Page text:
Published online by Cambridge University Press: 23 September 2014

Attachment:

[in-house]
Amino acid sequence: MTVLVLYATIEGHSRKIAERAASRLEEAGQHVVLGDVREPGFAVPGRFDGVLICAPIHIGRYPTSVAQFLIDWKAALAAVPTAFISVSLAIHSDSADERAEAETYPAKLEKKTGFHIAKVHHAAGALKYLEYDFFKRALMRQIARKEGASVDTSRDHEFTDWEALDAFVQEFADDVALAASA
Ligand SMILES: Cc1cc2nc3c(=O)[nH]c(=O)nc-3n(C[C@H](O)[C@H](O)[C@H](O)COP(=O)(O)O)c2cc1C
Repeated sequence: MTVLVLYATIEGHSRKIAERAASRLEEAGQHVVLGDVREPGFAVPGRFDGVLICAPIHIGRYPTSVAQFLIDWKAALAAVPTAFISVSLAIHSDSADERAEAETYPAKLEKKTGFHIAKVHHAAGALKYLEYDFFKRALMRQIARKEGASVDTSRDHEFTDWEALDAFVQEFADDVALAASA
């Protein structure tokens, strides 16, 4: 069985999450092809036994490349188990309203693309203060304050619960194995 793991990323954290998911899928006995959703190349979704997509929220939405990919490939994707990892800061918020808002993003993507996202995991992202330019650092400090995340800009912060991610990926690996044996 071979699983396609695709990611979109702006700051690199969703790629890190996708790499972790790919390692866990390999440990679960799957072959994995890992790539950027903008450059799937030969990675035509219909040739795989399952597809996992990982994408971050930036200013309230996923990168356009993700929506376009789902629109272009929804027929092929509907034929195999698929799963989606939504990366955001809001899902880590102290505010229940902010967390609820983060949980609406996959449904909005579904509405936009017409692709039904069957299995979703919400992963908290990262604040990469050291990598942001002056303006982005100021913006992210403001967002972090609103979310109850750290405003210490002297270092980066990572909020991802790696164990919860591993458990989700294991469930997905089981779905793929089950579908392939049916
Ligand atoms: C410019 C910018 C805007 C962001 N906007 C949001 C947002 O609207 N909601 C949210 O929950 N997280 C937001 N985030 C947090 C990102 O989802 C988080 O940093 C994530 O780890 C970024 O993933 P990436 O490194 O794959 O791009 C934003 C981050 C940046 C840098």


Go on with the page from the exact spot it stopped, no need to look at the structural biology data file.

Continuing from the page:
Patients with damage to the cerebellum make reaching movements that are uncoordinated or “ataxic.” One prevailing hypothesis is that the cerebellum functions as an internal model for planning movements, and that damage to the cerebellum results in movements that do not properly account for arm dynamics. An exoskeleton robot was used to record multi-joint reaching movements. Subsequently, joint-torque trajectories were calculated and a gradient descent algorithm found optimal, patient-specific perturbations to actual limb dynamics predicted to reduce directional reaching errors by an average of 41%, elucidating a promising form of robotic intervention and adding support to the internal model hypothesis.
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